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I compose and produce my own electronic music and I generally only have trouble with one aspect of music: the drums. Drums are the only major instrument that I have no formal in so its definitely the toughest part for me. Even though I create all my beats and patterns using audio samples of different drum sounds, I feel like they lack that variation or that life that comes from live drummers.

What are some tips to make the drums sound more like a live drummer? Or are there any ways to replicate this sound or feel?

I know the feeling is personal to each person but can't think of a better word at the moment.

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shoot all these answers are really good. I'm going to wait a little to see how people vote –  Travis Dtfsu Crum Oct 26 '12 at 14:26
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4 Answers 4

For me I found that when I started using the DFH superior sounds I felt the "sound" aspect had been more or less taken care of, as the sounds in that library ( which is pretty old at this stage so there may be even better ones now ) are very hard to tell from the "real thing"

... as regards the feel, it depends on what genre you are recording and which actual drum you are recording, ie kick being typically easier than snare.

With some drum/genre combinations you can replicate the feel of what a real drummer would do if you listen carefully and patiently tailor each hit wrt velocity and nudging the timing ( and possibly using groove quantize ) .... but a good electronic pad will surely make this easier. It really does take a lot of patience and attention to detail to get it right though.

In case you havent realised it already it's usually vital that you ensure that you have a max of 4 drums being hit at a time ( 2 hands and 2 feet ) as this is a dead giveaway unless you are trying to replicate drum overdubs

Another obvious thing which you probably already realize is to listen carefully to some good drummers to see what they are doing and imagine what they'd do on your track.

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up vote 3 down vote accepted

A popular technique to do this is to layer breaks into the beat. These really help fill out the frequencies and give the whole beat a 'groove' as these breaks tend to be sampled from older tracks where the drums are played live. For instance, in drum and bass, a big % of the tracks use breaks such as the Amen, The Think Break, Apache Indian, Funky Drummer etc e.g.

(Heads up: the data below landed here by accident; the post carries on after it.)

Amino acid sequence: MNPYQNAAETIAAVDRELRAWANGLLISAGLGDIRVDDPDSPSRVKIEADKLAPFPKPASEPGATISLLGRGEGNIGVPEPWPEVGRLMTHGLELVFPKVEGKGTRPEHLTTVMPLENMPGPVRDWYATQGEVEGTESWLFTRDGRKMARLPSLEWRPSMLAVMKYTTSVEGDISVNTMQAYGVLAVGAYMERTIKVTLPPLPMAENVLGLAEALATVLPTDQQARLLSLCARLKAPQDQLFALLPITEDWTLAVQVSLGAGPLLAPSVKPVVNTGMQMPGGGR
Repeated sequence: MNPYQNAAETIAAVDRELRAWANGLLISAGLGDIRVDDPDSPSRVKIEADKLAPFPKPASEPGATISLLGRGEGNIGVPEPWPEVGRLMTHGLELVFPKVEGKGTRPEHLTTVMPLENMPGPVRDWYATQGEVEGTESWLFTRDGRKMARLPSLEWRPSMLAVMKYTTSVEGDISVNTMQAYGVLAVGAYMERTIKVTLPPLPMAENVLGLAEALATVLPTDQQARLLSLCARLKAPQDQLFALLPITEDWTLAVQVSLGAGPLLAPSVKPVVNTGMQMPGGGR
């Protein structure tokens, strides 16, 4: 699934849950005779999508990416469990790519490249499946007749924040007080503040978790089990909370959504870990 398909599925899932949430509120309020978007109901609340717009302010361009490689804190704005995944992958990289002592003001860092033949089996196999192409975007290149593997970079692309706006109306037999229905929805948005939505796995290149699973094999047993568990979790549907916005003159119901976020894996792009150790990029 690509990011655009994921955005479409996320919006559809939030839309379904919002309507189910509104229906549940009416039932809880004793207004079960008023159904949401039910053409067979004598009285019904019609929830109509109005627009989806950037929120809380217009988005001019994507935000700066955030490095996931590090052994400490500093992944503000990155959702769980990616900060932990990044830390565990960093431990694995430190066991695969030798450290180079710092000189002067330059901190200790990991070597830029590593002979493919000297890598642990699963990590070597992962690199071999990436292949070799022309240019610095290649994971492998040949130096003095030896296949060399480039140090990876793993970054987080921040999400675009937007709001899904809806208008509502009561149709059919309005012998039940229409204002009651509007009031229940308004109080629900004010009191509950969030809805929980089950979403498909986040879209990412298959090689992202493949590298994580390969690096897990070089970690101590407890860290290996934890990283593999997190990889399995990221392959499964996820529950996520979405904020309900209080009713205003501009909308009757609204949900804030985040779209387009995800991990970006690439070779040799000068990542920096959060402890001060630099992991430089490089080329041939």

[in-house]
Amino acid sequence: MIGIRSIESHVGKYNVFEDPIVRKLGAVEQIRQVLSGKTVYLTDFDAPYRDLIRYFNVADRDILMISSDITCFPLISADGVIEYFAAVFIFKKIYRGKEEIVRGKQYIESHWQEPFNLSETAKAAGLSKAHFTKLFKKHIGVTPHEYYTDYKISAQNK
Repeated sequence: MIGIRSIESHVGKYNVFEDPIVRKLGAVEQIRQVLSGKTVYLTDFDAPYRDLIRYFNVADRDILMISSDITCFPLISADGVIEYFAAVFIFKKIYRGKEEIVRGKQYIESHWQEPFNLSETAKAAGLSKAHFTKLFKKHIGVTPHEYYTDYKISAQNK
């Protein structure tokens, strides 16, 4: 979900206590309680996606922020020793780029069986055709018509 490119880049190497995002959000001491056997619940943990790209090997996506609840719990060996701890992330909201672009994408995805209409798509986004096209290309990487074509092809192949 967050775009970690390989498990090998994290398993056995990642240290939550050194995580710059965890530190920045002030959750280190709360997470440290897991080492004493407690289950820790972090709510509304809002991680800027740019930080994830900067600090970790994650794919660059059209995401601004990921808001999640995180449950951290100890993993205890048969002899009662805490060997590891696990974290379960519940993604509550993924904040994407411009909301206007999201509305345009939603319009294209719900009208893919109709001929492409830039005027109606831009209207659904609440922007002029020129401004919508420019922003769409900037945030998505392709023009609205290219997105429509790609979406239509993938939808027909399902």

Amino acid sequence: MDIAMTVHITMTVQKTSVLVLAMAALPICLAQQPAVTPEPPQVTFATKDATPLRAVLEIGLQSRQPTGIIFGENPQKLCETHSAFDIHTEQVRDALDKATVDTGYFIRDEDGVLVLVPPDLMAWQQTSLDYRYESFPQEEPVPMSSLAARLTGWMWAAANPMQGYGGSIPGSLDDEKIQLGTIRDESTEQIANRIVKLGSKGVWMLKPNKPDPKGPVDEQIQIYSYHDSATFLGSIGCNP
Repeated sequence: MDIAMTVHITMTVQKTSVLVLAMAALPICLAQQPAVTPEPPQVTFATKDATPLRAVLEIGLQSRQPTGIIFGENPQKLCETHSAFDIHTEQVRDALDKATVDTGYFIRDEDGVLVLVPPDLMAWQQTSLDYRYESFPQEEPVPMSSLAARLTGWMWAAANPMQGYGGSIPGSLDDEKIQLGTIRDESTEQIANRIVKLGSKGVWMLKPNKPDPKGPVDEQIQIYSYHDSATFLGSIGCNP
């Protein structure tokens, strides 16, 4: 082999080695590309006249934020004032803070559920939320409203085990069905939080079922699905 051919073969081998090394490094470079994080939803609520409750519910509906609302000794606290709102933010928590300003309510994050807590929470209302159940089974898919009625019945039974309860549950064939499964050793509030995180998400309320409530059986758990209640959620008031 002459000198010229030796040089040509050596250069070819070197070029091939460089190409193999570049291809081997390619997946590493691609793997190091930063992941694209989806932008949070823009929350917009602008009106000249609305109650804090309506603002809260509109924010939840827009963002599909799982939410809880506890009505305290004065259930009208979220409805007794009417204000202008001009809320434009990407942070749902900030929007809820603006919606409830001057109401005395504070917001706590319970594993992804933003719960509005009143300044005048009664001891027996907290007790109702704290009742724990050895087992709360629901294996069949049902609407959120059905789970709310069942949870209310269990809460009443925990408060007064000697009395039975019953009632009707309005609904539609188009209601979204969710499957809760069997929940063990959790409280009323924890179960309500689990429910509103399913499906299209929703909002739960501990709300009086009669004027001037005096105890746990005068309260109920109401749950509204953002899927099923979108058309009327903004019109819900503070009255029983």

.

A sample CD of some vintage breaks can be found here: http://www.loopmasters.com/product/details/457

If these breaks don't quite fit you can always chop them up using recycle: http://www.propellerheads.se/products/recycle/ and use the .REX file in your DAW to position the hits where you want them. A lot of sample CDs these days come with REX files as well.

If you are looking for a software solution you can use any of the drum romplers available such as

EZ drummer: http://www.toontrack.com/products.asp?item=7

Addictive drums: http://www.xlnaudio.com/productline/1

Rayzoon jamstix: http://www.rayzoon.com/

Jamstix also has algorithms for different 'drummers' i.e. they incorporate a human feel to the drums so they sound less static.

You can then purchase MIDI loops from places such as groove monkee: http://www.groovemonkee.com/en/ and then use them in conjunction with the romplers. These are particularly good as they are not quantised so they have a 'played live' feel to them.

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You can use Cubase or Sonar (and probably other DAW's) to allow the beat to move with the groove.

In Cubase, the Quantise function lets you go from being precisely on the beat to some way off :-)

In Sonar it is "Groove Quantise"

This will at least feel more realistic, but really what you want to do is try to play the beats you want to hear and feel where you have a slight delay in moving from the snare to a tom, for example, and build those delays in. Or if you don't have a drumkit, try listening to some real drum samples to get inspiration.

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Don't forget to accent some drum hits here and there :) –  Friend Of George Oct 26 '12 at 1:57
    
playing (parts of) the groove with a midi keyboard or trigger pads is even better. "feel" the groove. –  Karoly Horvath Apr 25 at 13:13
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The easiest way is obviously adding "swing" through the DAW or plugin. I find 1/16 helps my stuff "come to life".

Also layering drum parts, shifting some slightly, can have a huge effect. Even a drum part doubled, with one slightly shifted, can make a huge difference.

Remember to not be super rigid on your beats. Add closed or open high hats on off beats or using some type of poly rhythm can also be helpful.

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